Episode 11

Lockdown Sonnet LIX 

by Jacqueline Saphra

 

Jaqueline Saphra reads ‘Lockdown Sonnet LIX’ and discusses the poem with Mark McGuinness.

This poem is from:

One Hundred Lockdown Sonnets by Jacqueline Saphra

One Hundred Lockdown Sonnets book cover

Available from:

The Publisher: Nine Arches Press

Bookshop.org: UK

Amazon: UK | US

Lockdown Sonnet LIX   20th May 2020

by Jacqueline Saphra

‘Europe should brace for second wave’ says EU coronavirus Chief – The Guardian

Remember Brick Lane Sundays? Bagel bake,
garam masala, artisan baristas,
sellers of hip and vintage on the make,
the smell of weed, the Sunday lager drinkers,
trestle tables, strangers skin to skin,
the men who stood outside the curry houses
flaunting menus, beckoning you in,
how you walked by, assailed by choice?
Remember Shadwell station and the sight
of dealers on the corner, fried chicken round
the clock, the homeless begging late at night,
how you never liked the Overground?
Remember how you wished the world would change?
Remember when the trains were just the trains?


 

Interview transcript

Mark: Jacqui, at this point, I usually ask my guests, where did this poem come from? But in this case, it did not come alone, did it?

Jacqueline: No. No, it didn’t. It came as part of a sequence of poems that was actually 100 sonnets written during lockdown, during the first lockdown starting on the 23rd of March, 2020. And I had no idea that this was going to end up being 100 sonnets. I just started on this adventure because I felt like I had to do something to keep myself going, to keep myself sane. In fact, I tried writing a diary and it was incredibly tedious. So I thought, ‘What do I do well?’ And I thought, ‘Well, I’ve written a sonnet a day before, so I’ll have a go at that and see how far I get.’

Mark: Okay. Because I mean, I remember seeing you on Twitter saying you were doing this, and I was gobsmacked by the energy and the courage because I was thinking, ‘Isn’t there enough to do without having a sonnet to do every day?’ But I mean, how did that feel to you? Did it feel like adding on to the challenge or did it help with the challenge?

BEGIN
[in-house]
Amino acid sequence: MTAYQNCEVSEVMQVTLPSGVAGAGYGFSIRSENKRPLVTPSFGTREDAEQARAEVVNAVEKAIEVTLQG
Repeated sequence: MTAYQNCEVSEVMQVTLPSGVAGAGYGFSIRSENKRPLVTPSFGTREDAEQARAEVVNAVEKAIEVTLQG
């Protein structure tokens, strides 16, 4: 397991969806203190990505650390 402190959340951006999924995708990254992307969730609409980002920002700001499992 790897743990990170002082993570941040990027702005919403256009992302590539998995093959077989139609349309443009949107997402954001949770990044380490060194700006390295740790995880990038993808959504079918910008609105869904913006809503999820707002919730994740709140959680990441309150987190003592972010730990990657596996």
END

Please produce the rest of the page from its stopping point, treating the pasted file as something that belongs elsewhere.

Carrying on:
Jacqueline: The formal challenge of the sonnet you mean?

Mark: Or even just saying, ‘I’m going to do a poem a day.’ And I know you’re raising the bar with it being a sonnet but I mean, isn’t there enough to think about, I guess, some people might think?

Jacqueline: I think there was a lot to think about, but I think that, if you are a serious writer, one of the ways that you process things is by writing. So, for me, it seemed the logical way of coming to terms with what was going on, both the internal and the external weather, and charting events as they happened. So it was just a way of keeping myself going. So, far from being something that made life more difficult, I’d say, although the challenge of the sonnets is huge, actually made life more bearable for me. Drove my family nuts!

Mark: [Laughter] Did they have to listen to them every day?

Jacqueline: Oh, no, no, no, no! Generally not but they did have to put up with me banging my head on the wall, not literally, but metaphorically as I was, trying to get to grips with the formal challenges of the sonnet more than anything, and occasionally, just trying to find something that I felt strongly enough to write about.

Mark: And I know this wasn’t your first rodeo as a sonneteer but even so, it’s a lot to write by the time you get to 100. I mean, I’m kind of curious because I got this impression, as with quite a few other sonnet sequences is that as it went on, I really got that vivid sense of this is you thinking things through and maybe even feeling things through. To what extent did you start to think in sonnets during that period?

Jacqueline: I definitely started to think in pentameter, you know, those dee-dum, dee-dum, dee-dum, dee-dum, dee-dum, that’s in my mind. And the more I got into it, the more I was thinking that way. And I’d wake up with lines of pentameter running through my head in the middle of the night. By the time I got to Sonnet 50, it was becoming a way of thinking. I’d say it was less a way of thinking of the actual structure of the sonnet. Although those final couplets that you find in the Shakespearean sonnet, those ways of winding things up, those felt as if they were in me, and I was constantly struggling with this question of how you end the Shakespearean sonnet because it’s a really tricky one. You know, finding that couplet that isn’t going to sound awful or a bit pat, or a bit like doggerel, but something that really has some meaning and can reverberate back up the poem again.